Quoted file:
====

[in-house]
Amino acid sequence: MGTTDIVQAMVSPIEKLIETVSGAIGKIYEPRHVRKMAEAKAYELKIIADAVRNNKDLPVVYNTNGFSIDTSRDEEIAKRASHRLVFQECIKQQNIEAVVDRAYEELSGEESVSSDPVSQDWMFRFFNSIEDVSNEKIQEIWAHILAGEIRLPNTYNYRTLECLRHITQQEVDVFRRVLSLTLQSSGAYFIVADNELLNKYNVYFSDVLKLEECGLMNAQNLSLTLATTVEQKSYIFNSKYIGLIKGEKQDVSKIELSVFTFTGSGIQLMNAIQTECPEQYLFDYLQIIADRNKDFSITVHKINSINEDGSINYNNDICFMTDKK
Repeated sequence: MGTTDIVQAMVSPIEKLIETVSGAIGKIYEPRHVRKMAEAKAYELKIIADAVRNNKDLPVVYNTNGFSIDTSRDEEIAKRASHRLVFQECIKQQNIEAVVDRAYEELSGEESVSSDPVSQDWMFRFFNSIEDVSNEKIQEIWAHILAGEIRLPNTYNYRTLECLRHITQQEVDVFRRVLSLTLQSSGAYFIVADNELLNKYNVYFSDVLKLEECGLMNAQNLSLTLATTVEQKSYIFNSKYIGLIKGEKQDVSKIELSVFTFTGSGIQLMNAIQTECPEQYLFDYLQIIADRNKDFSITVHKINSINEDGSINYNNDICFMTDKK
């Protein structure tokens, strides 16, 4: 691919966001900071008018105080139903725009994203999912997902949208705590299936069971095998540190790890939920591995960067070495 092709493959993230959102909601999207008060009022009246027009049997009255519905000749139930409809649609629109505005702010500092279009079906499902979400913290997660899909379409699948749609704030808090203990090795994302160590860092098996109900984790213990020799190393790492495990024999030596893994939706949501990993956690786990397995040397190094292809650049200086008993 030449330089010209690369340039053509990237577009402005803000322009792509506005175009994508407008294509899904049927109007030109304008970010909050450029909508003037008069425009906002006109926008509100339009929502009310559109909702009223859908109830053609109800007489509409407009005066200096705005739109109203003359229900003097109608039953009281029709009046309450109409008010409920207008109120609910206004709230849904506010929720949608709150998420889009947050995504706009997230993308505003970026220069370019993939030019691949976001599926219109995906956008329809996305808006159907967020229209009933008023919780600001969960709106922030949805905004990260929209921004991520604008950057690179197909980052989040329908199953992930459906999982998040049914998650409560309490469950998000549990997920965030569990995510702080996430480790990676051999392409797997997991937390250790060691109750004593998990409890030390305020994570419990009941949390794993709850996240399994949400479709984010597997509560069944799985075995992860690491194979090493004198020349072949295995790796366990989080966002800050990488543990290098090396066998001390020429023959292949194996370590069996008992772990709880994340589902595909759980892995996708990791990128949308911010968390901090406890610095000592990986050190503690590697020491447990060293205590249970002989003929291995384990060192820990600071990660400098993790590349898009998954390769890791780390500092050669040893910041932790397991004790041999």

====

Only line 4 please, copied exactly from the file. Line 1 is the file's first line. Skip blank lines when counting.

């Protein structure tokens, strides 16, 4: 691919966001900071008018105080139903725009994203999912997902949208705590299936069971095998540190790890939920591995960067070495 092709493959993230959102909601999207008060009022009246027009049997009255519905000749139930409809649609629109505005702010500092279009079906499902979400913290997660899909379409699948749609704030808090203990090795994302160590860092098996109900984790213990020799190393790492495990024999030596893994939706949501990993956690786990397995040397190094292809650049200086008993 030449330089010209690369340039053509990237577009402005803000322009792509506005175009994508407008294509899904049927109007030109304008970010909050450029909508003037008069425009906002006109926008509100339009929502009310559109909702009223859908109830053609109800007489509409407009005066200096705005739109109203003359229900003097109608039953009281029709009046309450109409008010409920207008109120609910206004709230849904506010929720949608709150998420889009947050995504706009997230993308505003970026220069370019993939030019691949976001599926219109995906956008329809996305808006159907967020229209009933008023919780600001969960709106922030949805905004990260929209921004991520604008950057690179197909980052989040329908199953992930459906999982998040049914998650409560309490469950998000549990997920965030569990995510702080996430480790990676051999392409797997997991937390250790060691109750004593998990409890030390305020994570419990009941949390794993709850996240399994949400479709984010597997509560069944799985075995992860690491194979090493004198020349072949295995790796366990989080966002800050990488543990290098090396066998001390020429023959292949194996370590069996008992772990709880994340589902595909759980892995996708990791990128949308911010968390901090406890610095000592990986050190503690590697020491447990060293205590249970002989003929291995384990060192820990600071990660400098993790590349898009998954390769890791780390500092050669040893910041932790397991004790041999």